45 | 1944 | 15 | 42 | 0 | 62 | 3 | 60 | 255 | 44 | 8.8 | 396 | 63 | 0 | 7 | 1 |

45 | 1944 | 13 | 21 | 0 | 39 | 1.5 | 90 | 336 | 44 | 10.3 | 459 | 63 | 0 | 7 | 2 |

45 | 1944 | 15 | 27 | 0 | 47 | 3 | 60 | 331 | 43 | 9.3 | 406 | 63 | 0 | 7 | 3 |

45 | 1944 | 13 | 12 | 0 | 30 | 1.5 | 90 | 241 | 46 | 10.7 | 458 | 63 | 0 | 7 | 4 |

63 | 1960 | 23 | 26 | 2 | 54 | 3 | 70 | 227.6 | 42.3 | 15.8 | 701.5 | 89 | 0 | 12 | 1 |

63 | 1960 | 13 | 18 | 2 | 36 | 1.5 | 90 | 207.4 | 41.8 | 13.4 | 626.79 | 89 | 0 | 12 | 2 |

63 | 1960 | 23 | 26 | 2 | 54 | 3 | 70 | 187.7 | 44.3 | 14.2 | 604.79 | 89 | 0 | 12 | 3 |

63 | 1960 | 13 | 16 | 2 | 34 | 1.5 | 90 | 258.89 | 42.9 | 8.19 | 357.7 | 89 | 0 | 12 | 4 |

64 | 1957 | 24 | 49 | 2 | 77 | 4 | 60 | 230.3 | 46.6 | 7.7 | 382.7 | 104 | 15 | 1 | |

64 | 1957 | 29 | 2 | 33 | 2 | 80 | 104 | 15 | 2 | ||||||

64 | 1957 | 39 | 2 | 43 | 4 | 60 | 104 | 15 | 3 | ||||||

64 | 1957 | 12 | 23 | 2 | 39 | 2 | 80 | 194.1 | 43.2 | 7.2 | 326.89 | 104 | 15 | 4 |

## Appendix B

**Table B1.**Comparison of different classifiers with accuracy (ACC) and Matthews correlation coefficient (MCC) for different classifiers.

Fold# | Alglorithm | ACC | MCC |
---|---|---|---|

4 fold | Bayes | 0.425 | 0.25730532 |

4 fold | Decision Tree | 0.45 | 0.26164055 |

4 fold | Random Forest | 0.625 | 0.50898705 |

4 fold | Tree Ensemble | 0.65 | 0.53175848 |

4 fold | WEKA-Decision Table | 0.775 | 0.70116894 |

4 fold | WEKA-Random Forest | 0.45 | 0.27670875 |

40 fold | Bayes | 0.525 | 0.38539238 |

40 fold | Decision Tree | 0.62162 | 0.49525773 |

40 fold | Random Forest | 0.675 | 0.56408389 |

40 fold | Tree Ensemble | 0.725 | 0.63448742 |

40 fold | WEKA-Decision Table | 0.775 | 0.7007412 |

40 fold | WEKA-Random Forest | 0.55 | 0.38935439 |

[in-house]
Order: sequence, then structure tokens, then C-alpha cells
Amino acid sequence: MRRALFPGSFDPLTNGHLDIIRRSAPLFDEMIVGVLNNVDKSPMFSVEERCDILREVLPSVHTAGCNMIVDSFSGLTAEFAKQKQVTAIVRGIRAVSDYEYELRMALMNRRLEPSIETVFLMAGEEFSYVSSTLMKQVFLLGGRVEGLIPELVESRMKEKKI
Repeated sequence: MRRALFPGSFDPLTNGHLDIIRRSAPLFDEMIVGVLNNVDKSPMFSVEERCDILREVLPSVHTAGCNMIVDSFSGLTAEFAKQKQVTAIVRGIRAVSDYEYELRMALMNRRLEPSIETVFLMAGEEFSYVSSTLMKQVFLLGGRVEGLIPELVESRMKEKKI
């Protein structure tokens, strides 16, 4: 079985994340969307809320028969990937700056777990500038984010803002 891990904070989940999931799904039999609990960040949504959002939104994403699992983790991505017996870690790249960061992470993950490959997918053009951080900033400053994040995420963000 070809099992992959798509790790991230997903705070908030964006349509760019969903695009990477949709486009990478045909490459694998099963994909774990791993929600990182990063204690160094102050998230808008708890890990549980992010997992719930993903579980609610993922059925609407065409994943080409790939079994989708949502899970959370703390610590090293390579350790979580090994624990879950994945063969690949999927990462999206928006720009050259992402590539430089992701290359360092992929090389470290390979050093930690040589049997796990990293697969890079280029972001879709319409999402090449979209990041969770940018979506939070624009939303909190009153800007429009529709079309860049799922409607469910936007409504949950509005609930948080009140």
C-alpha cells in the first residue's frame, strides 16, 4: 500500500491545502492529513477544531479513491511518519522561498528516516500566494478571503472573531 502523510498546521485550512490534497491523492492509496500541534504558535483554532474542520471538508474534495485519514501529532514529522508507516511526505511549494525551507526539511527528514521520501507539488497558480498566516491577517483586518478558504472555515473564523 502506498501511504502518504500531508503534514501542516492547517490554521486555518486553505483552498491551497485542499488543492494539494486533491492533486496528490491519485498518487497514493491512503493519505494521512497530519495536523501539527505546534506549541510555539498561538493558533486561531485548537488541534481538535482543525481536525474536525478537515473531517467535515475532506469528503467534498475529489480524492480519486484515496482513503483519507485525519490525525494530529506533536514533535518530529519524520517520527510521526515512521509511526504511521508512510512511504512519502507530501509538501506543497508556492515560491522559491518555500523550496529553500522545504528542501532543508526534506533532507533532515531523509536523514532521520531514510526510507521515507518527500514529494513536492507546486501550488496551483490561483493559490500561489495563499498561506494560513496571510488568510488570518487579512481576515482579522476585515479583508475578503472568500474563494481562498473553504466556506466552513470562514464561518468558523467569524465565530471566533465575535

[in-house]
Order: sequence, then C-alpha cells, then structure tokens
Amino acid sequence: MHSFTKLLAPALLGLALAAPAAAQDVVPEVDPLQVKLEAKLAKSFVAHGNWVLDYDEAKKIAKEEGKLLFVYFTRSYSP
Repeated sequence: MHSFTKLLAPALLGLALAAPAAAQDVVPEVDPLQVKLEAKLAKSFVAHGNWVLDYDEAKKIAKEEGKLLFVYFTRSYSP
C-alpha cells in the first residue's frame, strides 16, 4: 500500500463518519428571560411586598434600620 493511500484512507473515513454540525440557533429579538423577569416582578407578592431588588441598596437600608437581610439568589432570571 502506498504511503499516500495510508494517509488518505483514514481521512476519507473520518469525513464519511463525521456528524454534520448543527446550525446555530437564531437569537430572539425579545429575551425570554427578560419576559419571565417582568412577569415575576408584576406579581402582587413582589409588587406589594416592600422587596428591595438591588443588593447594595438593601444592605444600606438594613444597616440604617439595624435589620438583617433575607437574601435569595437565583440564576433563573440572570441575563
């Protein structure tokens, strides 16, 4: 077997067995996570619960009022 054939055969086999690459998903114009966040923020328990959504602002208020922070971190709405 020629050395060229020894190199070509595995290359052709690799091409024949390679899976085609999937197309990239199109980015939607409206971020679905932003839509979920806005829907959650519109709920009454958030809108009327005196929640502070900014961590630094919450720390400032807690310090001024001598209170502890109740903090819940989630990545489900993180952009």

5 fold | Bayes | 0.525 | 0.36809666 |

5 fold | Decision Tree | 0.41026 | 0.21908988 |

5 fold | Random Forest | 0.6 | 0.46007798 |

5 fold | Tree Ensemble | 0.7 | 0.60544001 |

5 fold | WEKA-Decision Table | 0.775 | 0.69943346 |

5 fold | WEKA-Random Forest | 0.6 | 0.46723502 |

6 fold | Bayes | 0.53 | 0.33183479 |

6 fold | Decision Tree | 0.51 | 0.17393888 |

6 fold | Random Forest | 0.68 | 0.55837477 |

6 fold | Tree Ensemble | 0.65 | 0.49267634 |

6 fold | WEKA-Decision Table | 0.48 | 0.7007412 |

6 fold | WEKA-Random Forest | 0.63 | 0.49387519 |

6 fold/SMOTE | Bayes | 0.95 | 0.9339666 |

6 fold/SMOTE | Decision Tree | 0.93082 | 0.90779989 |

6 fold/SMOTE | Random Forest | 0.975 | 0.96619735 |

6 fold/SMOTE | Tree Ensemble | 0.975 | 0.96675826 |

6 fold/SMOTE | WEKA-Decision Table | 0.9125 | 0.88469729 |

6 fold/SMOTE | WEKA-Random Forest | 0.95625 | 0.94205299 |

## Appendix C

**Table C1.**Comparison rough set classifiers with different fold number, accuracy (ACC), Matthews correlation coefficient (MCC).

Fold# | Dataset | Decision Class | Algorithm | ACC | MCC |
---|---|---|---|---|---|

6 fold | no RS | session | decomposition tree | 0.53 | 0.347106 |

5 fold | no RS | session | decomposition tree | 0.257 | 0.138529 |

4 fold | no RS | session | decomposition tree | 0.156 | 0.036866 |

40 fold | no RS | session | decision rules | 0.25 | 0.017689 |

6 fold | RS + PDQ | session | decomposition tree | 0.944 | 0.951147 |

5 fold | RS + PDQ | session | decomposition tree | 0.777 | 0.745525 |

4 fold | RS + PDQ | session | decomposition tree | 0.783 | 0.789729 |

40 fold | RS + PDQ | session | decision rules | 0.5 | 0.323653 |

6 fold | RS + PDQ | total UPDRS | decomposition tree | 0.903 | 0.854696 |